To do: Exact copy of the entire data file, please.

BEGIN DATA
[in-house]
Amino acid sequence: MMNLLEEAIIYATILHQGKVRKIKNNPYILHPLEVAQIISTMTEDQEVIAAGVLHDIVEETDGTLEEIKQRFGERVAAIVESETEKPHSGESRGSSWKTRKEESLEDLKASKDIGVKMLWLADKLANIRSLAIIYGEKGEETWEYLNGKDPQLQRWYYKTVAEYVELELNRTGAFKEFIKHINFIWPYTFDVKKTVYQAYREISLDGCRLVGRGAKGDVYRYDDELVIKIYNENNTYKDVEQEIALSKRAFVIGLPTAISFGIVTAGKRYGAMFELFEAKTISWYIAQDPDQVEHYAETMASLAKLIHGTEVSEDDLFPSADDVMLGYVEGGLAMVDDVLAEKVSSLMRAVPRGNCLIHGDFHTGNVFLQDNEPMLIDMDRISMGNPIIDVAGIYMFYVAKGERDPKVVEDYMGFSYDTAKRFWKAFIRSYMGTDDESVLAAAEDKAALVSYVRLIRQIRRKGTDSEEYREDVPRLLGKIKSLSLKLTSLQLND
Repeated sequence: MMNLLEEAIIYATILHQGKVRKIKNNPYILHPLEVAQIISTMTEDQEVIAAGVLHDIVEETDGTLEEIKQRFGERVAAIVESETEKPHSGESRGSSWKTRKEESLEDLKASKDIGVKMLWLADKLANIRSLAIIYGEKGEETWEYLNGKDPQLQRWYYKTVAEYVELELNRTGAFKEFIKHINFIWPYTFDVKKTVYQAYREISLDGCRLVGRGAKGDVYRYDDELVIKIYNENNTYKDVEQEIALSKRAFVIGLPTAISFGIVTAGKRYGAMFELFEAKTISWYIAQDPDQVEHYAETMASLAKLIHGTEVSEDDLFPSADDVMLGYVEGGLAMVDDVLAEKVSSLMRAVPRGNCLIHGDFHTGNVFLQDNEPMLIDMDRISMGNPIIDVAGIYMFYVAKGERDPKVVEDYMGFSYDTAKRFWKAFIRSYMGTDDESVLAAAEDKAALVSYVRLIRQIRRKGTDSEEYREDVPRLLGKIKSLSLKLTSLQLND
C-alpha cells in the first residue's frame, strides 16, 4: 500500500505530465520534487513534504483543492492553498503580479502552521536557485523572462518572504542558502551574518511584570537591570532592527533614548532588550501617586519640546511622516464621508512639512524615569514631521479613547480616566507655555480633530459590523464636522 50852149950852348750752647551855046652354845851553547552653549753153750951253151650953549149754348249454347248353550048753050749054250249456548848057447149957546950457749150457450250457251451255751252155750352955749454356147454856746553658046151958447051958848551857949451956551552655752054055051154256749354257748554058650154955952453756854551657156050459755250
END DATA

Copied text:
[in-house]
Amino acid sequence: MMNLLEEAIIYATILHQGKVRKIKNNPYILHPLEVAQIISTMTEDQEVIAAGVLHDIVEETDGTLEEIKQRFGERVAAIVESETEKPHSGESRGSSWKTRKEESLEDLKASKDIGVKMLWLADKLANIRSLAIIYGEKGEETWEYLNGKDPQLQRWYYKTVAEYVELELNRTGAFKEFIKHINFIWPYTFDVKKTVYQAYREISLDGCRLVGRGAKGDVYRYDDELVIKIYNENNTYKDVEQEIALSKRAFVIGLPTAISFGIVTAGKRYGAMFELFEAKTISWYIAQDPDQVEHYAETMASLAKLIHGTEVSEDDLFPSADDVMLGYVEGGLAMVDDVLAEKVSSLMRAVPRGNCLIHGDFHTGNVFLQDNEPMLIDMDRISMGNPIIDVAGIYMFYVAKGERDPKVVEDYMGFSYDTAKRFWKAFIRSYMGTDDESVLAAAEDKAALVSYVRLIRQIRRKGTDSEEYREDVPRLLGKIKSLSLKLTSLQLND
Repeated sequence: MMNLLEEAIIYATILHQGKVRKIKNNPYILHPLEVAQIISTMTEDQEVIAAGVLHDIVEETDGTLEEIKQRFGERVAAIVESETEKPHSGESRGSSWKTRKEESLEDLKASKDIGVKMLWLADKLANIRSLAIIYGEKGEETWEYLNGKDPQLQRWYYKTVAEYVELELNRTGAFKEFIKHINFIWPYTFDVKKTVYQAYREISLDGCRLVGRGAKGDVYRYDDELVIKIYNENNTYKDVEQEIALSKRAFVIGLPTAISFGIVTAGKRYGAMFELFEAKTISWYIAQDPDQVEHYAETMASLAKLIHGTEVSEDDLFPSADDVMLGYVEGGLAMVDDVLAEKVSSLMRAVPRGNCLIHGDFHTGNVFLQDNEPMLIDMDRISMGNPIIDVAGIYMFYVAKGERDPKVVEDYMGFSYDTAKRFWKAFIRSYMGTDDESVLAAAEDKAALVSYVRLIRQIRRKGTDSEEYREDVPRLLGKIKSLSLKLTSLQLND
C-alpha cells in the first residue's frame, strides 16, 4: 500500500505530465520534487513534504483543492492553498503580479502552521536557485523572462518572504542558502551574518511584570537591570532592527533614548532588550501617586519640546511622516464621508512639512524615569514631521479613547480616566507655555480633530459590523464636522 50852149950852348750752647551855046652354845851553547552653549753153750951253151650953549149754348249454347248353550048753050749054250249456548848057447149957546950457749150457450250457251451255751252155750352955749454356147454856746553658046151958447051958848551857949451956551552655752054055051154256749354257748554058650154955952453756854551657156050459755250